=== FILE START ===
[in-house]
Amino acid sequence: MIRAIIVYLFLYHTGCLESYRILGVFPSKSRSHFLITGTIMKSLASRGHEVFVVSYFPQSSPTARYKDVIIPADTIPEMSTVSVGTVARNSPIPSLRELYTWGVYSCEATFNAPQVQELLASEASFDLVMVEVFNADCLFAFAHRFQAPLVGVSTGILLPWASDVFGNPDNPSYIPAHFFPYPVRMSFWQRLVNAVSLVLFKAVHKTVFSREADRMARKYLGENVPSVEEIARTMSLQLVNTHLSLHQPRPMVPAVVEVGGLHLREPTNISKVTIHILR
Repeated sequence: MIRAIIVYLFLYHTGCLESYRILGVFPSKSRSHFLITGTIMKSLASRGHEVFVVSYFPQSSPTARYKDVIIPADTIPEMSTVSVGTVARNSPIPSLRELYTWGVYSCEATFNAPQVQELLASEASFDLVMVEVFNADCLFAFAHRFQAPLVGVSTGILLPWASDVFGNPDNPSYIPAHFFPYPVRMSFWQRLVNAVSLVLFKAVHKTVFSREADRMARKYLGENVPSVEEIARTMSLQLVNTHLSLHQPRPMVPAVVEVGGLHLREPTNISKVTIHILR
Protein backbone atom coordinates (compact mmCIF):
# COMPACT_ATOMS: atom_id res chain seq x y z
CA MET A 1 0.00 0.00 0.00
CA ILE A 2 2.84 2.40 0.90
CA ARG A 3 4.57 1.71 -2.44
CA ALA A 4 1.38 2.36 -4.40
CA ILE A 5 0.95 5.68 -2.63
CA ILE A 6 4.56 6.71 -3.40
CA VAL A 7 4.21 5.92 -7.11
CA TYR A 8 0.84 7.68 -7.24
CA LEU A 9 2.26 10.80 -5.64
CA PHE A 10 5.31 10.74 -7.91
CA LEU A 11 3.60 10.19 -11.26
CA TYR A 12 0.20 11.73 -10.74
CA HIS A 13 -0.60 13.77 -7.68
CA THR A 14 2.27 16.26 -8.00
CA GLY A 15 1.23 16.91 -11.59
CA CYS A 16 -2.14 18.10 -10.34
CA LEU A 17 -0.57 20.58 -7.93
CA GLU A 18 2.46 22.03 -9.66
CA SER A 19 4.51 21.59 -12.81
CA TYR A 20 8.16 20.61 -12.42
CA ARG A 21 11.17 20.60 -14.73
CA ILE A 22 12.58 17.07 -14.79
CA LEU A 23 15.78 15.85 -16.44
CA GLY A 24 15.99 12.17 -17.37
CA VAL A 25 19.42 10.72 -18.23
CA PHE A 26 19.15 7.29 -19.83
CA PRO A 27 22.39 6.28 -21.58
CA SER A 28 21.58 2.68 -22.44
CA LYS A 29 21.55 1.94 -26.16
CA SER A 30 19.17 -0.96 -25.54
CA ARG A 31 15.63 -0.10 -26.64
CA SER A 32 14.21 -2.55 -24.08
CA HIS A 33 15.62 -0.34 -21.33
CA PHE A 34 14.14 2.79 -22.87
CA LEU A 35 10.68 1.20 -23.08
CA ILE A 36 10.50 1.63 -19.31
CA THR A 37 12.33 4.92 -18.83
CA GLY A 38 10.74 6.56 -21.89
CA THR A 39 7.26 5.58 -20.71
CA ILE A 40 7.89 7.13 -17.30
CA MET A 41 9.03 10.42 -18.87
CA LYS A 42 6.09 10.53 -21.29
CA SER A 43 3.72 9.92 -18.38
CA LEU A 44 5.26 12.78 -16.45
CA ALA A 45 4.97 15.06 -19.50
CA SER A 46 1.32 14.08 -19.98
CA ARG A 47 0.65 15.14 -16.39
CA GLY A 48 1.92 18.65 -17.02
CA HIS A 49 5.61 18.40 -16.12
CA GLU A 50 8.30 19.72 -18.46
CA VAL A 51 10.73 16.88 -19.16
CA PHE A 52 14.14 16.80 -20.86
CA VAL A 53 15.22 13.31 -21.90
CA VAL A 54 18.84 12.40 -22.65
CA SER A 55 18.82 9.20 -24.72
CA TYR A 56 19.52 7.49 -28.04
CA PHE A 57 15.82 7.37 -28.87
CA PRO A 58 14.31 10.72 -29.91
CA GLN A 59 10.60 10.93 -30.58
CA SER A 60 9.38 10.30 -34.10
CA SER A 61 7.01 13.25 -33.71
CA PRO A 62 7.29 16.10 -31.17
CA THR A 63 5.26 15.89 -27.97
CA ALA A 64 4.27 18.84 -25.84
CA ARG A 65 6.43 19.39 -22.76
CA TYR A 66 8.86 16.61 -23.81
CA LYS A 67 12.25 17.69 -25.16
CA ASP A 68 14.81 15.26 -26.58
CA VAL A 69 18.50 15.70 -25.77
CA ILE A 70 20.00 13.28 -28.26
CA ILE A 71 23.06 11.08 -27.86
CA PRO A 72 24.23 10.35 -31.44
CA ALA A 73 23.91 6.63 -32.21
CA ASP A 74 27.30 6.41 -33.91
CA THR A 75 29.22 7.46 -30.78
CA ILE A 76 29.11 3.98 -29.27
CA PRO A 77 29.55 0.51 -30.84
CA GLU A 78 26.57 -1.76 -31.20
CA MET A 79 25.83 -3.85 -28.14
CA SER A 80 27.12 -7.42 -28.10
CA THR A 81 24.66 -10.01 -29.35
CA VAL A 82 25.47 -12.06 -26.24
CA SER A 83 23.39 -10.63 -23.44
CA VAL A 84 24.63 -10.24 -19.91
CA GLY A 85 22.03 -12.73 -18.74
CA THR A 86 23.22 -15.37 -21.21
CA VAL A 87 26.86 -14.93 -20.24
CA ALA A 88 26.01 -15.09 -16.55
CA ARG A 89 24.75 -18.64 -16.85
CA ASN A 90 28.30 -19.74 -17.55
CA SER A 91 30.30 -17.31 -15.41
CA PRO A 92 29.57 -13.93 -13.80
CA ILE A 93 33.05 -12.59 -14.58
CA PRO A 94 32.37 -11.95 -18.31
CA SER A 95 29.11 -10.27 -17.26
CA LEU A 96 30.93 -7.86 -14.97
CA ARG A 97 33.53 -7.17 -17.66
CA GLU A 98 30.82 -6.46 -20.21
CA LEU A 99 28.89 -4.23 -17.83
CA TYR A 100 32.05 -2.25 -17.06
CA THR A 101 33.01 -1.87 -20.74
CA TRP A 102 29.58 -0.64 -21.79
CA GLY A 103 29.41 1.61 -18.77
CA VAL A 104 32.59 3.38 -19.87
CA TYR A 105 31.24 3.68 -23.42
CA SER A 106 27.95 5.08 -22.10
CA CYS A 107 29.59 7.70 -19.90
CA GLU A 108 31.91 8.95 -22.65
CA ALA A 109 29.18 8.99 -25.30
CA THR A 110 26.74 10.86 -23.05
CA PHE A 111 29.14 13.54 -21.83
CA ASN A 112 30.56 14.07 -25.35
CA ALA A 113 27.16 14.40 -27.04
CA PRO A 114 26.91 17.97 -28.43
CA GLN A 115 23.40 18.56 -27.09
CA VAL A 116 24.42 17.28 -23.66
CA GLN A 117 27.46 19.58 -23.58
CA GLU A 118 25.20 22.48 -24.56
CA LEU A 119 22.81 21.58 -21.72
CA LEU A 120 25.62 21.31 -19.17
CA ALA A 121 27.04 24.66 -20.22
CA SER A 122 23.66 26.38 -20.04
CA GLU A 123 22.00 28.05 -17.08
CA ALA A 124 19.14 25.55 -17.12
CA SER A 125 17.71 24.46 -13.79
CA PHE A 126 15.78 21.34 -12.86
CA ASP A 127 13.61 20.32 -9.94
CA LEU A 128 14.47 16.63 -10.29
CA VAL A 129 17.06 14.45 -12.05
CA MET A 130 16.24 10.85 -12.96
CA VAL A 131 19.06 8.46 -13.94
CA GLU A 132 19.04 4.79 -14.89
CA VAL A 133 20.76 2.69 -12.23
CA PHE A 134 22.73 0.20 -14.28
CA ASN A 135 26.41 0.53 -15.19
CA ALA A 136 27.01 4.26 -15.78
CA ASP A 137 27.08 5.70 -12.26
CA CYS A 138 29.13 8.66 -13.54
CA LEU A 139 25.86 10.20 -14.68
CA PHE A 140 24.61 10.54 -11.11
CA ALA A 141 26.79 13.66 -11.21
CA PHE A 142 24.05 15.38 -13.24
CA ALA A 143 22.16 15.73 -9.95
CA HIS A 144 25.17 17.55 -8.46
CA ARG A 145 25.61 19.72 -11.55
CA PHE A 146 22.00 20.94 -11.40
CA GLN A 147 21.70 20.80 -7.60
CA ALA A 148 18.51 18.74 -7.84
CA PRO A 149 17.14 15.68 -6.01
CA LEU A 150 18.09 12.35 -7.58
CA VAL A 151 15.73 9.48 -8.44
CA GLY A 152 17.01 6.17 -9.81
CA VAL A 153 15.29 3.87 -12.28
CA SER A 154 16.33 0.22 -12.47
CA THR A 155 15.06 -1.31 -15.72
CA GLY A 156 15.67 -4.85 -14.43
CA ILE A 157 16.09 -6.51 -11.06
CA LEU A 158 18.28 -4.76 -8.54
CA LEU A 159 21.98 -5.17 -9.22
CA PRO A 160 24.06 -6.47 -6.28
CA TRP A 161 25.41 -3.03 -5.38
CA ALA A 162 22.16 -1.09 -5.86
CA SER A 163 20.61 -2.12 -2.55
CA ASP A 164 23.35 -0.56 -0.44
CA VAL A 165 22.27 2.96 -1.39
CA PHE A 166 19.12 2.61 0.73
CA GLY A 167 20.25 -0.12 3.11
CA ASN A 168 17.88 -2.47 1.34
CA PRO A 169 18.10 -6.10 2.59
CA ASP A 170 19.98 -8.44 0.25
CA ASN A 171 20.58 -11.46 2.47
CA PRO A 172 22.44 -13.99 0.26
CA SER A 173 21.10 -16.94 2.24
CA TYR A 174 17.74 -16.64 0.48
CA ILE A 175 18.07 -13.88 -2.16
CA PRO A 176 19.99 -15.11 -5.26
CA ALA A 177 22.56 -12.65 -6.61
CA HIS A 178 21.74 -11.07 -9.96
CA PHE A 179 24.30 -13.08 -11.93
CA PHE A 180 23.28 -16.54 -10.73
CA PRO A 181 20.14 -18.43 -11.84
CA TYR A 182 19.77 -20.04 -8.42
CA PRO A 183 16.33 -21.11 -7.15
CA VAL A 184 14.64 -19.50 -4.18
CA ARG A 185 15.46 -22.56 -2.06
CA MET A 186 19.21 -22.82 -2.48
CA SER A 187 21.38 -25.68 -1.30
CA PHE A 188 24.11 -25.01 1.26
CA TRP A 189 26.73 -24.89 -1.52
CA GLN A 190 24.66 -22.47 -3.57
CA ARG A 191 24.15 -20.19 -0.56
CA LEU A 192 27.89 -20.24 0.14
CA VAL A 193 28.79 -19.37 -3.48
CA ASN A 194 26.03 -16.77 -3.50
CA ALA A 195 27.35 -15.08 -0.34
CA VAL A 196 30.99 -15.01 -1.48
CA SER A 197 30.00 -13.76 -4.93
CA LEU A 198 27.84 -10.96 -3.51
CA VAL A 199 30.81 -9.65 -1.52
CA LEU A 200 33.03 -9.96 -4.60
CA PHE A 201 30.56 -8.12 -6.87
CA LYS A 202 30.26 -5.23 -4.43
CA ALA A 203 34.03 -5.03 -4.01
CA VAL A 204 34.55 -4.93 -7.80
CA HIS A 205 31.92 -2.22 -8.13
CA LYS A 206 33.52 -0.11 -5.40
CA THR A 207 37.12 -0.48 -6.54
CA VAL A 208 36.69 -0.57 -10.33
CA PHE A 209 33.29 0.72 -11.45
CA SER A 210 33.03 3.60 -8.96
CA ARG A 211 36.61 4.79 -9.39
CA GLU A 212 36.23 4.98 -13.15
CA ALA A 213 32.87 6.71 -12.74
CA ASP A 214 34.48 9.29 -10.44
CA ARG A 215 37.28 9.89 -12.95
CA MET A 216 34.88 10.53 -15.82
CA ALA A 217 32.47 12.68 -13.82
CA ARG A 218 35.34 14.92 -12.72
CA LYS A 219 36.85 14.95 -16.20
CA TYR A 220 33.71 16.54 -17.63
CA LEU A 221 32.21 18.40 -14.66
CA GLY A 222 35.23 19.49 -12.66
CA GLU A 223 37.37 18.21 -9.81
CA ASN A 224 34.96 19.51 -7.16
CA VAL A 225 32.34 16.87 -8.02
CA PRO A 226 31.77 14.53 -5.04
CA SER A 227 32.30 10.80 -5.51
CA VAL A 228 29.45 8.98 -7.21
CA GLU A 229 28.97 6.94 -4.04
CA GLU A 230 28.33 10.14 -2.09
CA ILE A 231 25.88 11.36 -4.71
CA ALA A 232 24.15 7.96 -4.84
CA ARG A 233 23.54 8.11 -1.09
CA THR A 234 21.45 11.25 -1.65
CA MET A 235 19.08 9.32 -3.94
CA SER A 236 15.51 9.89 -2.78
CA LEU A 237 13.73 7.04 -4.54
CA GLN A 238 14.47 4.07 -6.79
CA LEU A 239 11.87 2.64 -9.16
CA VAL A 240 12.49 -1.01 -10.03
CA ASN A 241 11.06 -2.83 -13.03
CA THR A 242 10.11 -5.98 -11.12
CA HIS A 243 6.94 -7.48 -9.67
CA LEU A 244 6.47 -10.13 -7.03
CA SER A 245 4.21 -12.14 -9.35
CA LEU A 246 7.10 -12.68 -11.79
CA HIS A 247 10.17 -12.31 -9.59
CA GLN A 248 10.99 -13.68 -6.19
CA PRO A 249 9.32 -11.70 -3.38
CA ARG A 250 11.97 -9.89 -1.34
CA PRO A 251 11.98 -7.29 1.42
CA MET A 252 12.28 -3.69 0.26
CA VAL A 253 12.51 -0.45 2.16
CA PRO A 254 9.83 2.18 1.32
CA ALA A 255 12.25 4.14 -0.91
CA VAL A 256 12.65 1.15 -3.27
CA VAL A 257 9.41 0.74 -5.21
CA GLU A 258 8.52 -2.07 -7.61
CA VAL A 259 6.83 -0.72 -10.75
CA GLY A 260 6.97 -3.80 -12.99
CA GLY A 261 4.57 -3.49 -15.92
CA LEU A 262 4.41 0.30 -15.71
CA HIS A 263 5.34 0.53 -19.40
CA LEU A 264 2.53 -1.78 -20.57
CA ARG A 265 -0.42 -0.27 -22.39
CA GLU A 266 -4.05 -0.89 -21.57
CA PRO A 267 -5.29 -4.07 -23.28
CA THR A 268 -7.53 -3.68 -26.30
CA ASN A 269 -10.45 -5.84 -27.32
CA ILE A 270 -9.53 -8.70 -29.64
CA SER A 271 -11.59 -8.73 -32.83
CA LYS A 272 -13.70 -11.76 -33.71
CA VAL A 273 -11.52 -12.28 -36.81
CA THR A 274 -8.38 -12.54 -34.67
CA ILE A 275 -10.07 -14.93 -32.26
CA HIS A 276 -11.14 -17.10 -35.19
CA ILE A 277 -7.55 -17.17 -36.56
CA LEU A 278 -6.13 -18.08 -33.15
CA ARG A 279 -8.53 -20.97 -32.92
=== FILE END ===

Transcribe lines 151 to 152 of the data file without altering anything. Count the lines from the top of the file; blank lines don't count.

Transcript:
CA PHE A 146 22.00 20.94 -11.40
CA GLN A 147 21.70 20.80 -7.60